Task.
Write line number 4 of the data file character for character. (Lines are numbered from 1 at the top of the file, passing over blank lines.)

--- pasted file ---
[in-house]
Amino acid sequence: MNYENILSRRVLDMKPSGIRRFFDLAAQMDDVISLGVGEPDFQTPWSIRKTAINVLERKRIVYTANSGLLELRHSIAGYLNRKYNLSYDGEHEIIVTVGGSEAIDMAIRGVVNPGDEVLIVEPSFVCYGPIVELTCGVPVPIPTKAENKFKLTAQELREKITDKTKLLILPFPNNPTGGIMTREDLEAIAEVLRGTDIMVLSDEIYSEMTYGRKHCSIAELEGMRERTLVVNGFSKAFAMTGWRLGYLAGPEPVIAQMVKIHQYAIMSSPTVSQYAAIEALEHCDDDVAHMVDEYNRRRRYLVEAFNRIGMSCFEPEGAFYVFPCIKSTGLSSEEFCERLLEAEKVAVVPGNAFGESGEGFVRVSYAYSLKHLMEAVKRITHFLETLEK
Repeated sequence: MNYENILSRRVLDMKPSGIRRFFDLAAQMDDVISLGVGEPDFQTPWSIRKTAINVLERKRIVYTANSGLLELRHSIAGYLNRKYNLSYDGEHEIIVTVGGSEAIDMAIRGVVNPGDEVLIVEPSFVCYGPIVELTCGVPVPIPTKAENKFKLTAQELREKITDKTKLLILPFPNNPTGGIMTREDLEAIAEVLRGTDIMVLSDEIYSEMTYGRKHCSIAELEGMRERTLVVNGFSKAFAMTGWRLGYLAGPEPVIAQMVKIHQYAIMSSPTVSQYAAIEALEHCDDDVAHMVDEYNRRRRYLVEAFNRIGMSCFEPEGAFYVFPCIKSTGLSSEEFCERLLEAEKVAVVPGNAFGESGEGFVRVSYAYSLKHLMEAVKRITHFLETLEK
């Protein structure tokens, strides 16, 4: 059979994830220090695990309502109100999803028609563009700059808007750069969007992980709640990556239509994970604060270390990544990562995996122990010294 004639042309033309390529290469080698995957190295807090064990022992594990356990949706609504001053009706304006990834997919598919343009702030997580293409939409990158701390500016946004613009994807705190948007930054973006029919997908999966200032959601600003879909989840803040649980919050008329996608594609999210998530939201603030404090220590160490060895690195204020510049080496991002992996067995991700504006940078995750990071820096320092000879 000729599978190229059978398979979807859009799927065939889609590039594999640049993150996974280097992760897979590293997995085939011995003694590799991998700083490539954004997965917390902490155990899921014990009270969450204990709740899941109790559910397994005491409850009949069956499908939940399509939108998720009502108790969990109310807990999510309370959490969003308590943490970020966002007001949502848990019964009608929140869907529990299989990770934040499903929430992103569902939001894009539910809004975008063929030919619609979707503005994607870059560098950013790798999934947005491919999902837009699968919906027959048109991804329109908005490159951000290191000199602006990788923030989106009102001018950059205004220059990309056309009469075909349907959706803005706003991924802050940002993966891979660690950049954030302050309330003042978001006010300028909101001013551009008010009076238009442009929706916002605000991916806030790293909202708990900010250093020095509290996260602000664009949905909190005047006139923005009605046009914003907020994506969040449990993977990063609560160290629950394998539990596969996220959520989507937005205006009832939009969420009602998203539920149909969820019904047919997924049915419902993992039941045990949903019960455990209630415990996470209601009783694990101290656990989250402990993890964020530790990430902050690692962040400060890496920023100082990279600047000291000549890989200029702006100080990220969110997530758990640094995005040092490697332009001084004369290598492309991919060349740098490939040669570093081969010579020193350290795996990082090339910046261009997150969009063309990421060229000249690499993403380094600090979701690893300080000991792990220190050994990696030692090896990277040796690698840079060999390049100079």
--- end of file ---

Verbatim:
């Protein structure tokens, strides 16, 4: 059979994830220090695990309502109100999803028609563009700059808007750069969007992980709640990556239509994970604060270390990544990562995996122990010294 004639042309033309390529290469080698995957190295807090064990022992594990356990949706609504001053009706304006990834997919598919343009702030997580293409939409990158701390500016946004613009994807705190948007930054973006029919997908999966200032959601600003879909989840803040649980919050008329996608594609999210998530939201603030404090220590160490060895690195204020510049080496991002992996067995991700504006940078995750990071820096320092000879 000729599978190229059978398979979807859009799927065939889609590039594999640049993150996974280097992760897979590293997995085939011995003694590799991998700083490539954004997965917390902490155990899921014990009270969450204990709740899941109790559910397994005491409850009949069956499908939940399509939108998720009502108790969990109310807990999510309370959490969003308590943490970020966002007001949502848990019964009608929140869907529990299989990770934040499903929430992103569902939001894009539910809004975008063929030919619609979707503005994607870059560098950013790798999934947005491919999902837009699968919906027959048109991804329109908005490159951000290191000199602006990788923030989106009102001018950059205004220059990309056309009469075909349907959706803005706003991924802050940002993966891979660690950049954030302050309330003042978001006010300028909101001013551009008010009076238009442009929706916002605000991916806030790293909202708990900010250093020095509290996260602000664009949905909190005047006139923005009605046009914003907020994506969040449990993977990063609560160290629950394998539990596969996220959520989507937005205006009832939009969420009602998203539920149909969820019904047919997924049915419902993992039941045990949903019960455990209630415990996470209601009783694990101290656990989250402990993890964020530790990430902050690692962040400060890496920023100082990279600047000291000549890989200029702006100080990220969110997530758990640094995005040092490697332009001084004369290598492309991919060349740098490939040669570093081969010579020193350290795996990082090339910046261009997150969009063309990421060229000249690499993403380094600090979701690893300080000991792990220190050994990696030692090896990277040796690698840079060999390049100079």